Warm Up Never Stops And Can’t Be Turned On and Off!
You hear a lot about the magical ‘warm up’ that computer business owners are supposed to begin with in their managed services presentation… where you’re suggested to start at a certain point and then finish with and move on to another portion of the presentation. While you can’t continue to talk about personal issues with a prospect during the entire meeting, can you really stop getting personal with your prospect at a certain point? Can you stop listening to your prospect and looking for common ground or looking for things that you can compliment them on at any point in your marketing efforts with suspects? Conventional wisdom says that you can turn on your charm and charisma and then turn it off again. However, I am a iconoclast and question that logic. I have been going on IT sales calls with my clients and doing some limited sales training and also learning how computer consultants are currently handling their sales pitches. Therefore, I have some new information that might change your view point on this issue.
You Can’t Turn Your Charm On and Off
While most IT salespeople forget entirely to warm up their prospects while running sales leads, the rest try to start and stop it at the beginning of their pitch. One point to keep in mind is that when you have a new practice that you’re trying to start/stop it is very difficult to put it in a box. For example, I have met tons of people along the way that say they smoke but only when they drink or when they are at the bar. However, after knowing these people for a long time it turns out that they end up smoking beyond the space they’ve tried to keep that bad habit in a box. Another example might be a business person that has a bad habit of cursing in his personal life and tries to keep that bad habit in a box during work hours. Once again that bad habit is going to get out of the box at some point and according to Murphy law it’s going to happen at the worst time.
Likewise, when a person is trying to start a new habit like complimenting people or remembering names etc… if you try to only do those practices at certain times, then the reverse usually happens. You end up forgetting to do what every new habit you were trying to start because it’s not reinforced if you’re not trying to do it all the time. One wise person told me that if you really want to be more charming by remembering to talk about what is important to your prospects, complimenting them, listening etc.. then you will have to try to do it all the time, 24/7.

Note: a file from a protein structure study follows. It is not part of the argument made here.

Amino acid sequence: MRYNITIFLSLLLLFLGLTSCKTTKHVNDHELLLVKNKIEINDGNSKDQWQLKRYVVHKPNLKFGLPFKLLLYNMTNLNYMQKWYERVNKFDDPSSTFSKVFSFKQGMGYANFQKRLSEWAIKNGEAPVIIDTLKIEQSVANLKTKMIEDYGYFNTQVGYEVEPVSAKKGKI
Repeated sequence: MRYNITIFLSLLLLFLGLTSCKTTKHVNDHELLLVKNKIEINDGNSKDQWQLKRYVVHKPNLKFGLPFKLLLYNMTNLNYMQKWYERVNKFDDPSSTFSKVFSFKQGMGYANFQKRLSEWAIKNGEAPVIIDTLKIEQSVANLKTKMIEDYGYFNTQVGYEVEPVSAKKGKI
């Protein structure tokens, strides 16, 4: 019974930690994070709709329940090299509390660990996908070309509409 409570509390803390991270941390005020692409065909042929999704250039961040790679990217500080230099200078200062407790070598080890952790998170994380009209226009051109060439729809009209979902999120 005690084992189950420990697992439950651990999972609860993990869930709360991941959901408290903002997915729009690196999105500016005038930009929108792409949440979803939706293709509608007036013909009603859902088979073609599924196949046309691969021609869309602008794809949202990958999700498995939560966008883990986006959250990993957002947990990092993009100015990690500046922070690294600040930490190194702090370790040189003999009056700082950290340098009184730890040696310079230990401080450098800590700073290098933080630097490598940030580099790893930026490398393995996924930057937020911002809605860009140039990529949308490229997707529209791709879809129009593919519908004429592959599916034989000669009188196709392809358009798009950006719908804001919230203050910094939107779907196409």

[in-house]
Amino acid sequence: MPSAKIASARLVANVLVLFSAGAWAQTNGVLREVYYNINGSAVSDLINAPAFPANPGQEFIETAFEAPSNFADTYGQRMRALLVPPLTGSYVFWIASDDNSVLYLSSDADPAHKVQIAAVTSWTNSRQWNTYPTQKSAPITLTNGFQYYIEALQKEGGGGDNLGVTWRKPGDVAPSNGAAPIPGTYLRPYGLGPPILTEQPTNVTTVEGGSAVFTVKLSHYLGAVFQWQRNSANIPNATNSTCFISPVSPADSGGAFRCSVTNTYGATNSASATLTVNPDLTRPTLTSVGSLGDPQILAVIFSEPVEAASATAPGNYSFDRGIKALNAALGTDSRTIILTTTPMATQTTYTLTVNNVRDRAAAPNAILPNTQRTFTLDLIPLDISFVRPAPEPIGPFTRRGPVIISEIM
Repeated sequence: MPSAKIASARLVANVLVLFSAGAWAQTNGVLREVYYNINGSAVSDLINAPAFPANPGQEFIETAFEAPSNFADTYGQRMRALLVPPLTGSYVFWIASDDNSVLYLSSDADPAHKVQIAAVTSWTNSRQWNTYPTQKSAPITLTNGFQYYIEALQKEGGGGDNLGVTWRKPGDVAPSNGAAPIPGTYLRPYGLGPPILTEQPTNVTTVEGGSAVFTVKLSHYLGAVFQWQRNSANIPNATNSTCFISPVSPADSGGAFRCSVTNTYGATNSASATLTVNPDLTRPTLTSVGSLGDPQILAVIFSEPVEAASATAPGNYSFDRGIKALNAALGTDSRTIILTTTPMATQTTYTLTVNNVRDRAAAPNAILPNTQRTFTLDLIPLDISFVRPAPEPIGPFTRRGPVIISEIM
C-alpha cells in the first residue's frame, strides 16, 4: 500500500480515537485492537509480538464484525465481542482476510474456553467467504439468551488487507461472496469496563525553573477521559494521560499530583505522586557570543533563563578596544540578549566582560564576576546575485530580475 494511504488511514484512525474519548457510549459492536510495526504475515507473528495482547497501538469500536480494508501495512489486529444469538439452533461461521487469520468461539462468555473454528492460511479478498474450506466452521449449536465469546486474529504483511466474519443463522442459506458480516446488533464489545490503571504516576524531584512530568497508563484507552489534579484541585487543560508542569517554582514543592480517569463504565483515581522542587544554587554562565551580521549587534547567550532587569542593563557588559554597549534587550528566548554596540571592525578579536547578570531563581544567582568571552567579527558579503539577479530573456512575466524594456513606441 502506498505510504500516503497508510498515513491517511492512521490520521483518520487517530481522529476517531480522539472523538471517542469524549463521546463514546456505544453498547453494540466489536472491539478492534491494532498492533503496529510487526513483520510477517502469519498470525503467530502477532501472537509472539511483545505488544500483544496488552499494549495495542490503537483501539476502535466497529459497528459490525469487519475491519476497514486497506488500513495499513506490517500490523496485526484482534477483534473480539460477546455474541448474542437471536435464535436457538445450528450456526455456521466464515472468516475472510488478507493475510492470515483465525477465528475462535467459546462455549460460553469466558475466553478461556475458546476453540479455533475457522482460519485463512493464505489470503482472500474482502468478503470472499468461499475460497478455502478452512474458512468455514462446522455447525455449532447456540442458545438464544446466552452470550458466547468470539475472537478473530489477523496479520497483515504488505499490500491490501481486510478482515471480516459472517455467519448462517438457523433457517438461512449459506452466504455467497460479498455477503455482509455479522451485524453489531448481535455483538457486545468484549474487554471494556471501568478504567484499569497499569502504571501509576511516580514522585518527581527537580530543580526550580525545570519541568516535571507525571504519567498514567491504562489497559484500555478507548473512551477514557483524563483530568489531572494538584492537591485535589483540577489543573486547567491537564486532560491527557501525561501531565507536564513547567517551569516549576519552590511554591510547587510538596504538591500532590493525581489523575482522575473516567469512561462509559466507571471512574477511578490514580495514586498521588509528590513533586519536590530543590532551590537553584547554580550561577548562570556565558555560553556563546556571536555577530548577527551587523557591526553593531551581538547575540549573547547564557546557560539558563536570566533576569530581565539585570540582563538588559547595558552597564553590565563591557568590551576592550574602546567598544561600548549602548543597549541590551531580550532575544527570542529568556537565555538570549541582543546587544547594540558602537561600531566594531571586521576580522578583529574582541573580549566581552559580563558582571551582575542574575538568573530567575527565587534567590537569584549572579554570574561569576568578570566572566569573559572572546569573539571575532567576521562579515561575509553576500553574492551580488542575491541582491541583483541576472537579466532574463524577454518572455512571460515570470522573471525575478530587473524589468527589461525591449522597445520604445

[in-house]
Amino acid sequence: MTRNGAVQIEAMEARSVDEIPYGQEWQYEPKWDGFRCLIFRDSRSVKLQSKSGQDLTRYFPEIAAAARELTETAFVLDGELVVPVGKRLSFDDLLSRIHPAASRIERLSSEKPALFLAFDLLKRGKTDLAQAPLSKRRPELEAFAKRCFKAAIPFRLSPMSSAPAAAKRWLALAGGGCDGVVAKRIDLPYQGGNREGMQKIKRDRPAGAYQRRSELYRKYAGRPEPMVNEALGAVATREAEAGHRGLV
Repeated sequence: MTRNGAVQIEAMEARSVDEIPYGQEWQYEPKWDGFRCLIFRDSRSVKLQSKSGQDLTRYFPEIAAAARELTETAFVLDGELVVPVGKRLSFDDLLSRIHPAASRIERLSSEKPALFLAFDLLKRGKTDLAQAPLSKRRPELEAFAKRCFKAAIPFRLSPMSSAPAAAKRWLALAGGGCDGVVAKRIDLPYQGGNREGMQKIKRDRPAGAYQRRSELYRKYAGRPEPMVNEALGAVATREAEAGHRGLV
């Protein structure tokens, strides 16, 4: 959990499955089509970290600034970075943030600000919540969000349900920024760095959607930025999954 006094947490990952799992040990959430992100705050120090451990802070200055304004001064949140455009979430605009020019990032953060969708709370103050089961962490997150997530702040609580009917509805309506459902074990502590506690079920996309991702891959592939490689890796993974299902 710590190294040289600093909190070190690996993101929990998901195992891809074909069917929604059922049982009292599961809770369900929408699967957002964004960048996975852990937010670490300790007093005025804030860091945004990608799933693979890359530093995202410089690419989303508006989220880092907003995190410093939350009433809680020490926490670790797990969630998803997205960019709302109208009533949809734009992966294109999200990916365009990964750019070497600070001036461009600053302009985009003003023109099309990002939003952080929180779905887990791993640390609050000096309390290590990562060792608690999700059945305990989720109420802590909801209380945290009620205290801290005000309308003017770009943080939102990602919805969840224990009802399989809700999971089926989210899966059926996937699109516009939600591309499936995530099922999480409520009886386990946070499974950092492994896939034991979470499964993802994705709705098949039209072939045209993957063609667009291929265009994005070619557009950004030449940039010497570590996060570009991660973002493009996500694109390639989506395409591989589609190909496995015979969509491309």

In terms of when you should do warm up, I have found that there is a time at the beginning of the meeting that you should focus on it; but in reality you should continue to warm up your prospects all through your presentation and as you do a walk through their office etc… At one meeting I was at I was able to keep the prospect talking about himself while the technology consultant was doing a network analysis and this was after the official warm up had been finished. I found out this prospect liked to boogie board and was able to get him talking about that. Therefore, I recommend that if you’re trying to ramp up you sales leads and know that you should be improving your warm up skills then get ready to warm up everybody you meet even if they are not prospects [on the airplane, in the taxi, etc…] and keep your ‘warm up’ hat on all the way through your marketing meetings, right to the very end.
Therefore if you’re an IT consultant and you are paying for lead generation then you should do your best at warming up all your prospects while pitching your services.
About The Author:
John Black is the Marketing Director at MSP Telemarketing and has over 10 years’ experience in IT marketing on behalf of computer support providers and VARs to help them get more IT leads that turn into IT sales!
Tags: computer business marketing, computer consultant marketing, computer services marketing, IT appointment setting, IT lead generation, it leads, IT marketing, IT marketing services, it sales, IT sales leads, it services marketing, IT telemarketing, managed services marketing, marketing for it, technology sales leads, var marketing